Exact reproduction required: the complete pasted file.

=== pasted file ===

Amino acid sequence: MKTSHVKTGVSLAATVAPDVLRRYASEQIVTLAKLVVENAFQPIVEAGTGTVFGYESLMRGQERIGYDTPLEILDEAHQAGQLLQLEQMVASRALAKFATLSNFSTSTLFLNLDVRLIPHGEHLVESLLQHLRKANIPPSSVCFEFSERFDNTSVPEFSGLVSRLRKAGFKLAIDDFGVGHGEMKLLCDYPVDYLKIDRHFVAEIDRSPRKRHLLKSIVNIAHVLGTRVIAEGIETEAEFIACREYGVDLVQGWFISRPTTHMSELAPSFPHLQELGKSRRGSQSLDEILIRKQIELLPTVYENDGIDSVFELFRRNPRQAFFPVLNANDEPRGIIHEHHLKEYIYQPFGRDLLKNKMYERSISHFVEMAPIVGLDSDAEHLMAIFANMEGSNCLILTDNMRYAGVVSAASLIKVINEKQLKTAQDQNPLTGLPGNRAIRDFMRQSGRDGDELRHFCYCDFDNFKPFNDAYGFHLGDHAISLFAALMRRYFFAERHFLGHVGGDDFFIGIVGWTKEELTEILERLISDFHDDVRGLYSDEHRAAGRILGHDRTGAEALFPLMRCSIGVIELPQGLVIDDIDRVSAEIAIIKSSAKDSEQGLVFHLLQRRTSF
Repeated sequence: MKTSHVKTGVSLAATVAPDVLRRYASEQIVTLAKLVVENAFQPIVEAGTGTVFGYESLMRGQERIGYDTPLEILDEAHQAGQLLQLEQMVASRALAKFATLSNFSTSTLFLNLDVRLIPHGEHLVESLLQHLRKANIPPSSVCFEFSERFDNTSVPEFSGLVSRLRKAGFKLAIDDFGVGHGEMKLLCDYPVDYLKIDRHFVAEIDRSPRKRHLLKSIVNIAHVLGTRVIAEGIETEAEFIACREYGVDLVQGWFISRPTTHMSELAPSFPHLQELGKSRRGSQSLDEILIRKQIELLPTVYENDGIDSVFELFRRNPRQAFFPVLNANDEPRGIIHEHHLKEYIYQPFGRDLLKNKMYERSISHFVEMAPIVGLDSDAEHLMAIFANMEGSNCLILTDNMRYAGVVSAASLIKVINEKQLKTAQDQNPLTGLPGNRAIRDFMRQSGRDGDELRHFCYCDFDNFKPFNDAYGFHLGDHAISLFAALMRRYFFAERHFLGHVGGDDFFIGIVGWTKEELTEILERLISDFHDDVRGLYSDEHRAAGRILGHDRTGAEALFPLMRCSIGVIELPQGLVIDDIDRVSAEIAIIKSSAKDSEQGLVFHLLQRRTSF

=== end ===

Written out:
Amino acid sequence: MKTSHVKTGVSLAATVAPDVLRRYASEQIVTLAKLVVENAFQPIVEAGTGTVFGYESLMRGQERIGYDTPLEILDEAHQAGQLLQLEQMVASRALAKFATLSNFSTSTLFLNLDVRLIPHGEHLVESLLQHLRKANIPPSSVCFEFSERFDNTSVPEFSGLVSRLRKAGFKLAIDDFGVGHGEMKLLCDYPVDYLKIDRHFVAEIDRSPRKRHLLKSIVNIAHVLGTRVIAEGIETEAEFIACREYGVDLVQGWFISRPTTHMSELAPSFPHLQELGKSRRGSQSLDEILIRKQIELLPTVYENDGIDSVFELFRRNPRQAFFPVLNANDEPRGIIHEHHLKEYIYQPFGRDLLKNKMYERSISHFVEMAPIVGLDSDAEHLMAIFANMEGSNCLILTDNMRYAGVVSAASLIKVINEKQLKTAQDQNPLTGLPGNRAIRDFMRQSGRDGDELRHFCYCDFDNFKPFNDAYGFHLGDHAISLFAALMRRYFFAERHFLGHVGGDDFFIGIVGWTKEELTEILERLISDFHDDVRGLYSDEHRAAGRILGHDRTGAEALFPLMRCSIGVIELPQGLVIDDIDRVSAEIAIIKSSAKDSEQGLVFHLLQRRTSF
Repeated sequence: MKTSHVKTGVSLAATVAPDVLRRYASEQIVTLAKLVVENAFQPIVEAGTGTVFGYESLMRGQERIGYDTPLEILDEAHQAGQLLQLEQMVASRALAKFATLSNFSTSTLFLNLDVRLIPHGEHLVESLLQHLRKANIPPSSVCFEFSERFDNTSVPEFSGLVSRLRKAGFKLAIDDFGVGHGEMKLLCDYPVDYLKIDRHFVAEIDRSPRKRHLLKSIVNIAHVLGTRVIAEGIETEAEFIACREYGVDLVQGWFISRPTTHMSELAPSFPHLQELGKSRRGSQSLDEILIRKQIELLPTVYENDGIDSVFELFRRNPRQAFFPVLNANDEPRGIIHEHHLKEYIYQPFGRDLLKNKMYERSISHFVEMAPIVGLDSDAEHLMAIFANMEGSNCLILTDNMRYAGVVSAASLIKVINEKQLKTAQDQNPLTGLPGNRAIRDFMRQSGRDGDELRHFCYCDFDNFKPFNDAYGFHLGDHAISLFAALMRRYFFAERHFLGHVGGDDFFIGIVGWTKEELTEILERLISDFHDDVRGLYSDEHRAAGRILGHDRTGAEALFPLMRCSIGVIELPQGLVIDDIDRVSAEIAIIKSSAKDSEQGLVFHLLQRRTSF